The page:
Call for Papers

Scope

The emergence of software systems in the domain of safety-critical systems requires enhanced software quality control techniques.

Software quality, in general, is a broad concept that has many manifestations, being explored in multiple fields such as software reliability, software security, software testing, software maintenance, etc. Even though it has multiple ramifications of concerns, the common objective for software quality techniques remains the same: prevention, detection, and mitigation of faults. Yet, the concept of faults, despite its importance, is marked by considerable confusion. The terminology and the understanding of faults in the state of practice and in the state of art are not coherent. Among the existing concerns, the aspect of how faults can be grouped and how they relate to each other, conceptually and from a diagnostic and solution perspective differs.

Furthermore, looking at the hardware-software dynamic interactions within systems, there is a considerable gap on the separate views of faults: from the hardware and from the software perspective together with their interactions. This difference has strong implications on the quality of systems and the quality of interconnected systems of systems as well. In particular, hardware vulnerabilities and unintended faults can be exploited by software intended faults for triggering a chain of malicious failures within a system and across connected systems of systems.

We target specific reliability issues of (intended) software faults, hardware faults and vulnerabilities, defects, anomalies or bugs, for a wide variety of industries and types of systems with the goal of identifying similarities, differences in processes, categorizations, diagnostics and solutions. A possible starting theme would be the run-time fault prediction or runtime crashes of operational systems, and relate the identified faults to design, implementation, and methodological flaws.

As part of this edition, we put a special emphasis on how emerging technologies such as those based on artificial intelligence can be used to detect faults and predict crashes and system failures. Elevating from the general and well-studied concept of faults in areas like software testing, this edition puts special attention on domain-specific faults.

Topics of Interest

IWSF

We put a special emphasis on how emerging technologies such as those based on artificial intelligence can be used to detect faults and predict crashes and system failures. In addition, while the general concept of faults is well studied in areas like software testing, domain-specific faults have not received as much attention.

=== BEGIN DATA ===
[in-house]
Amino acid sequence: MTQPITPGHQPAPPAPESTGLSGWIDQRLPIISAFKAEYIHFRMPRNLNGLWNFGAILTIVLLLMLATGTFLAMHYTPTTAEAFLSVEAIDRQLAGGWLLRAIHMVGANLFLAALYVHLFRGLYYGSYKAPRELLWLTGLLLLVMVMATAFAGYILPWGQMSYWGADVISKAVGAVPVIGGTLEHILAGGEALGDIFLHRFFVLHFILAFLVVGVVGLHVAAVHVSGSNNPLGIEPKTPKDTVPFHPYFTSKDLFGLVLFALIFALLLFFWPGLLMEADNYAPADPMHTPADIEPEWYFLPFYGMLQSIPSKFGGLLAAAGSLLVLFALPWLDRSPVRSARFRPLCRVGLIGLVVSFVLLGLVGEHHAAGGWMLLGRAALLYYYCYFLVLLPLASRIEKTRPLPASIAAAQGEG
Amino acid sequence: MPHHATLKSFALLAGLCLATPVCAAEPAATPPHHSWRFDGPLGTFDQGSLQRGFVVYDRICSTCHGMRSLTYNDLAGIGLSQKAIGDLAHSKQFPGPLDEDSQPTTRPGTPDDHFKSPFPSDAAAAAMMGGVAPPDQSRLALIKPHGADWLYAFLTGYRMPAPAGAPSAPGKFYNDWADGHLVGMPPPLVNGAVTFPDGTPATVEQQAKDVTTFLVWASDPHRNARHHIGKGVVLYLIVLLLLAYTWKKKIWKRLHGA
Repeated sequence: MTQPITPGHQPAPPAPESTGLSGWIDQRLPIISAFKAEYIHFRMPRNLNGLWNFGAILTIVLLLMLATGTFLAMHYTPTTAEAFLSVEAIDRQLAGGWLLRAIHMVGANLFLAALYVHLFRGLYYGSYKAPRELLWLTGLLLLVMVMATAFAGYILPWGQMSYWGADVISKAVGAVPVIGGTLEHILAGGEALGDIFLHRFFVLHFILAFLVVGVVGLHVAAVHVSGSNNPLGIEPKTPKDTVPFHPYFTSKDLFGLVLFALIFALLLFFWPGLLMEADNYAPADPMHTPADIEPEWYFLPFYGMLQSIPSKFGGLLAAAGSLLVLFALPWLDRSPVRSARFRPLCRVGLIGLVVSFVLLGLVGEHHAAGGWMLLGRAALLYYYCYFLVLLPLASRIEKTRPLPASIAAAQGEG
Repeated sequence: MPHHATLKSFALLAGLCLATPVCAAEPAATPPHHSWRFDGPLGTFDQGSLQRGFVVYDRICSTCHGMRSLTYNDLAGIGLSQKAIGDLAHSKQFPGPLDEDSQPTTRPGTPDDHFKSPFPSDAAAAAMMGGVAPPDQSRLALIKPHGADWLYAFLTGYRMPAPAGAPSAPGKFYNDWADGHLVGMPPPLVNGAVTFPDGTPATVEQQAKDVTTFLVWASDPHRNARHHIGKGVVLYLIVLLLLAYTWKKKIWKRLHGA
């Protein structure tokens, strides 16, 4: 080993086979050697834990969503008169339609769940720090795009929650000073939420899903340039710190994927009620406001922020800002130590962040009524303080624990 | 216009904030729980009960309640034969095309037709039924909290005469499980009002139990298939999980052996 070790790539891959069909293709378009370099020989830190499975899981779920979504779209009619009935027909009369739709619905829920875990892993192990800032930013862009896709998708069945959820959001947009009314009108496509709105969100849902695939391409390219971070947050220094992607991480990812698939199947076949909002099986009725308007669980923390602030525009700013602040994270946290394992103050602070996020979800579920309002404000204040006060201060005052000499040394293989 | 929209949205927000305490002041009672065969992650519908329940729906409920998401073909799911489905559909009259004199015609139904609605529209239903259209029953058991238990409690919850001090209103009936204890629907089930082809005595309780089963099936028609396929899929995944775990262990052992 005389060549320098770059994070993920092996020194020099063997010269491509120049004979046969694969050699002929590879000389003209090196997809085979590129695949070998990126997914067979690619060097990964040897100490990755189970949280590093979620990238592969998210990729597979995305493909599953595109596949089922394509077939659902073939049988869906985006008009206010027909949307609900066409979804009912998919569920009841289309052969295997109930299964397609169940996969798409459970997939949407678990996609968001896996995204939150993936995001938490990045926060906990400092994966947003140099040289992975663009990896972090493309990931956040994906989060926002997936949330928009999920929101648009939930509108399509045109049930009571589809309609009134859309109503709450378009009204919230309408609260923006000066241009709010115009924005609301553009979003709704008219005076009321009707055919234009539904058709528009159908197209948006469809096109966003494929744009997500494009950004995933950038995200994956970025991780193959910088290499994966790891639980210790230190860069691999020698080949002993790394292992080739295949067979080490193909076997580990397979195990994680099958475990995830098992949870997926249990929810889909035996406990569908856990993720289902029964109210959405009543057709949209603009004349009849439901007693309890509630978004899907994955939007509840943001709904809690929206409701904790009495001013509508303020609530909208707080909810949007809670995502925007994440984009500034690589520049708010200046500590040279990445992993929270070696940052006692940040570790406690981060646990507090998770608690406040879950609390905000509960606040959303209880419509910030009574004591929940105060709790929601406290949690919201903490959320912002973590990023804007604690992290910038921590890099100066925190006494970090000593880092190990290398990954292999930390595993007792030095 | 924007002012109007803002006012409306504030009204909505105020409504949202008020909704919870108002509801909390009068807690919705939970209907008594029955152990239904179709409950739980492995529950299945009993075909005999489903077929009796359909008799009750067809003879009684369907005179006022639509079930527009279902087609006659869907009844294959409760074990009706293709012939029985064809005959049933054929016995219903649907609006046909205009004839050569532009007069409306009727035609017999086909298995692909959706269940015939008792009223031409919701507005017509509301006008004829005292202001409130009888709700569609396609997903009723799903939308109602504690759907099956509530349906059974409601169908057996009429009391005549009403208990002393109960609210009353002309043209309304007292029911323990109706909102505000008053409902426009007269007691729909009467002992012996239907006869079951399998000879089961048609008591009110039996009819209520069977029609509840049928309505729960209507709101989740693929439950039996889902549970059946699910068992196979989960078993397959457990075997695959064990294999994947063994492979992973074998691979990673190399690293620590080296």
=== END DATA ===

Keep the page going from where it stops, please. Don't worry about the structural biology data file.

Topics include but are not limited to:

  • Relationship between run-time crashes and fault types

  • Relationship between faults, defects, anomalies and bugs

  • Fault diagnosis techniques across industry sectors

  • Fault management processes

  • Domain-specific faults

  • Artificial intelligence and fault detection and prediction

  • Anomaly detection in execution trace/run time logs

  • Metrics and measurements, and estimation

  • Supporting tools and automation

  • Faults in emerging domains such as cloud computing and IoT

  • Industry best practices

SHIFT

The main theme is the identification and reporting on malicious and faulty hardware-software interactions of systems, especially in the context of Cyber Physical Systems. The workshop has multiple topics of interest but not restricted to:

  • Fault diagnosis, analysis, detection, and prediction. Especially at the borders of hardware and software.

  • Fault tolerance and resilience of hardware and software systems.

  • Tools and automation for analysis of hardware-software interactions.

  • Dynamic software upgrades in Cyber-Physical Systems (not restricted):

      • Development of methods for detecting faulty hardware-software interactions.

      • Development of architectures that mitigate the risks of faulty components (combination of hardware and software) due to malicious or faulty software.

      • Compatibility predictions of hardware-software integration. How a system should monitor and detect the introduction of new hardware or software components.

      • Development of methods that enable discovery of malicious behavior of software components in interaction with virtual entities in a simulated environment.


Paper Categories

We invite researchers and practitioners to submit research papers, position papers, experience reports, discussion papers, and ongoing research papers presenting promising work in progress with at least some preliminary results in related topics.

The papers must not exceed the page limit:

  • regular research papers - 6 pages

  • short papers - 4 pages

  • position papers - 2 pages

Submission

All papers should be submitted as PDF files following the IEEE two-column proceedings format. Papers must be written in English and be formatted according to the IEEE authoring guidelines. We recommend that you embed fonts whenever possible to improve portability. We also strongly recommend you print the file and review it for integrity (fonts, symbols, equations, etc.) before submitting it.

Accepted peer-reviewed papers will be included in a supplemental volume of the ISSRE conference proceedings, and published by the IEEE Computer Society on IEEE Xplore

Submission Link